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A proposed classification for CPR-related cognitive activity, consciousness, awareness and recall

      Dear Editor,
      There is increasing evidence of cognitive activity in relation to cardiopulmonary resuscitation (CPR) in 10–20% of cardiac arrest (CA) survivors.
      • Parnia S.
      Death and consciousness — an overview of the mental and cognitive experience of death.
      This includes consciousness and awareness, as well as recall of CPR events by survivors. Although in the past the poorly defined umbrella term of ‘near death experiences (NDEs)’
      • Greyson B.
      The near-death experience scale. Construction, reliability, and validity.
      has been used to refer to CA experiences, recent data suggest this does not adequately describe the breadth of these experiences. Survivor experiences encompass multiple themes, which can occur at different times in relation to their CA, CPR, and post-CA recovery. These include transcendent mystical experiences, visual and auditory awareness with a perceived sense of bodily detachment, dream like states, CPR-induced consciousness, as well as conscious experiences related to emergence from coma. Furthermore, it is unclear whether explicit recall reflects the entirety of conscious experiences or whether, there may also be implicit learning without recall of events, similar to accidental awareness during anaesthesia.
      • Pandit J.J.
      • Andrade J.
      • Bogod D.G.
      • et al.
      5th National Audit Project (NAP5) on accidental awareness during general anaesthesia: protocol, methods, and analysis of data.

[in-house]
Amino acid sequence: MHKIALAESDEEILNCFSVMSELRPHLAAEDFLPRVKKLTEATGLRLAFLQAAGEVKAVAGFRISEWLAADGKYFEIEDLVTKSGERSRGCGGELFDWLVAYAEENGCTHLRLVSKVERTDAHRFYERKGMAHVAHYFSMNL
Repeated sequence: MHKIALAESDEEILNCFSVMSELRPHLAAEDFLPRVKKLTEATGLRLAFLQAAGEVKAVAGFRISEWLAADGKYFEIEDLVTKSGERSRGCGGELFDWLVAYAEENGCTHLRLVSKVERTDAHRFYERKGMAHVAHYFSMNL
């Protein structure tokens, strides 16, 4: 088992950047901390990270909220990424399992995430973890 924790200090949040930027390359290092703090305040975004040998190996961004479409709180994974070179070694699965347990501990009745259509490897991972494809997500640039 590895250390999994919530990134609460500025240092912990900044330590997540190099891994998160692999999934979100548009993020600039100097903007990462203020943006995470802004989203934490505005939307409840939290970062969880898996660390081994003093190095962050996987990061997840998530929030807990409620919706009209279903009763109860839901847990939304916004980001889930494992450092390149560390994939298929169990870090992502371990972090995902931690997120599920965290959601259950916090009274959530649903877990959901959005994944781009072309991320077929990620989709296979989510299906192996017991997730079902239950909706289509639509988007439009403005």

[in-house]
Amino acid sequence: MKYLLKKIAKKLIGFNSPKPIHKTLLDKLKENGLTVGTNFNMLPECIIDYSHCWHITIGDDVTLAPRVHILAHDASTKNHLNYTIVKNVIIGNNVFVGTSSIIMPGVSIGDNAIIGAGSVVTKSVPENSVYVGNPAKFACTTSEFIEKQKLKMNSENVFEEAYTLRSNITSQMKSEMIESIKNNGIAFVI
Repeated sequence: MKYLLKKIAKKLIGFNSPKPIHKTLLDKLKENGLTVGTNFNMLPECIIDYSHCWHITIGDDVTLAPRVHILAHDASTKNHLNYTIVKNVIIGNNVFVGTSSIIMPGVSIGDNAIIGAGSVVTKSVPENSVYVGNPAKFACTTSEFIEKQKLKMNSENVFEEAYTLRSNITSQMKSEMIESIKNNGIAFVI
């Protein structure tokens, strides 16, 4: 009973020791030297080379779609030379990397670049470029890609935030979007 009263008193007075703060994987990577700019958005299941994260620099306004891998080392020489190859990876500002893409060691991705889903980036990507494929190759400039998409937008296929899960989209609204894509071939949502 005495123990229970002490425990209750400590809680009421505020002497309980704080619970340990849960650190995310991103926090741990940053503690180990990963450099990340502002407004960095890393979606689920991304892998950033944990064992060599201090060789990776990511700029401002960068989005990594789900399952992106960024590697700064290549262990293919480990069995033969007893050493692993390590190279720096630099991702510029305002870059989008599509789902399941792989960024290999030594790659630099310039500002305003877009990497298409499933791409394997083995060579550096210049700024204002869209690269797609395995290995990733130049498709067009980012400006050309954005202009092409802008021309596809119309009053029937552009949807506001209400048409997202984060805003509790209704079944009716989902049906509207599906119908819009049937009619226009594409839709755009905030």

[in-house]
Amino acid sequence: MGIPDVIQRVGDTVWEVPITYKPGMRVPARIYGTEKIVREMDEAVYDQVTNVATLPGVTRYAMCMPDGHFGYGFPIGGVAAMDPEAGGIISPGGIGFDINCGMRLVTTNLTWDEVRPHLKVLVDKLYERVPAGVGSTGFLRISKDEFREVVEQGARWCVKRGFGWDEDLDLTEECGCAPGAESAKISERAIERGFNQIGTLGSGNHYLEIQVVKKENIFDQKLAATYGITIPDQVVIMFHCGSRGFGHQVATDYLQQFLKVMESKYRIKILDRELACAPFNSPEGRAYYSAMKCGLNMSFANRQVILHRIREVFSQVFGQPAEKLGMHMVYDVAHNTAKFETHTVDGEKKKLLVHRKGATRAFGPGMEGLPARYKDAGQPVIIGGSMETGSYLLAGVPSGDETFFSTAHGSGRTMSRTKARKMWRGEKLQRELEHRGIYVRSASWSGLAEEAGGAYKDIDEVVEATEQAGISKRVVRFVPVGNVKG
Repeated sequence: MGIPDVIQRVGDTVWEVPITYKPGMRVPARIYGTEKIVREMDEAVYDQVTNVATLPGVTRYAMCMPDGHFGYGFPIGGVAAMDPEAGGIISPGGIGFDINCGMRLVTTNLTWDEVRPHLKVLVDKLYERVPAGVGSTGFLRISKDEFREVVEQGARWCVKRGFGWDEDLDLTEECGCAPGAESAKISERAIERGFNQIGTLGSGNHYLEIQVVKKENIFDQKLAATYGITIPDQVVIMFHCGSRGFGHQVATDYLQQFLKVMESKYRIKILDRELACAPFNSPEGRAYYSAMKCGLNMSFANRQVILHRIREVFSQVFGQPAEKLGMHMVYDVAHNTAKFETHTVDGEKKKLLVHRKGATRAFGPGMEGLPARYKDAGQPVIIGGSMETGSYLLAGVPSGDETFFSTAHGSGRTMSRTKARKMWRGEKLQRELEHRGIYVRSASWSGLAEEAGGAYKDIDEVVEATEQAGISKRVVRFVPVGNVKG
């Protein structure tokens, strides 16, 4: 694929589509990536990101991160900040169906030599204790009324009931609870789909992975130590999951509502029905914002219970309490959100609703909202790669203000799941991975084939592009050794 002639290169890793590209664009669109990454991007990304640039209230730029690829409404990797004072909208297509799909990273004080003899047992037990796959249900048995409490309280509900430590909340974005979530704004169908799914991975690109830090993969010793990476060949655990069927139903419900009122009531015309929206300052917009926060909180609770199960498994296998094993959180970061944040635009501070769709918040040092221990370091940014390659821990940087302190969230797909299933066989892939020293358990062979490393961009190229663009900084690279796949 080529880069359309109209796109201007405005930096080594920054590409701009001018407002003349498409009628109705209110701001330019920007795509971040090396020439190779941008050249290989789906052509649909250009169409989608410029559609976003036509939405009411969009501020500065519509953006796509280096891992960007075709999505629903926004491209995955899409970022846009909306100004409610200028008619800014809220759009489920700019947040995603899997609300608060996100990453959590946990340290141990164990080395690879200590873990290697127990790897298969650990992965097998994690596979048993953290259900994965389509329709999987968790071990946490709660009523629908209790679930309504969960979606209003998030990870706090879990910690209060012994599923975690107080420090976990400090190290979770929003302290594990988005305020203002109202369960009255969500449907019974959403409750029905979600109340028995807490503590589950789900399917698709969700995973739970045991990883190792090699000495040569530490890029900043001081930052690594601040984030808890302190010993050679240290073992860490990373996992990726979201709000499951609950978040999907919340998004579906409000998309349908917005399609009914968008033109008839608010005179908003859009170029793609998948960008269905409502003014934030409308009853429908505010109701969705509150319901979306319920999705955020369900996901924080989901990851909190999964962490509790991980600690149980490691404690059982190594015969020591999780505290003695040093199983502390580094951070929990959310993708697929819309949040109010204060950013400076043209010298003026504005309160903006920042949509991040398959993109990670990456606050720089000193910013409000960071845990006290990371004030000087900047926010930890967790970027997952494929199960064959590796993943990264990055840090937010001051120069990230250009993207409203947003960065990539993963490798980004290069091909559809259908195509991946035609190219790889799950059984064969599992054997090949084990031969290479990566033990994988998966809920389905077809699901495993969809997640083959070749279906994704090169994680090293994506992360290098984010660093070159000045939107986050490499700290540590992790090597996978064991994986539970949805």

Although classifications and grading scales exist for NDE,
      • Greyson B.
      The near-death experience scale. Construction, reliability, and validity.
      and accidental awareness during anaesthesia,
      • Pandit J.J.
      • Andrade J.
      • Bogod D.G.
      • et al.
      5th National Audit Project (NAP5) on accidental awareness during general anaesthesia: protocol, methods, and analysis of data.
      none address all the potential possibilities for clinical, audit and research purposes. CPR-related cognitive activity, consciousness and awareness, and recall of events after ROSC may be distressing for both the patient and rescuer, and potentially contribute to long-term negative psychological outcomes such as post-traumatic stress disorder.
      • Parnia S.
      • Spearpoint K.
      • de Vos G.
      • et al.
      AWARE-AWAreness during Resuscitation — a prospective study.
      On the other hand, transcendent mystical experiences are associated with positive long-term psychological outcomes.
      • van Lommel P.
      • van Wees R.
      • Meyers V.
      • Elfferich I.
      Near-death experience in survivors of cardiac arrest: a prospective study in the Netherlands.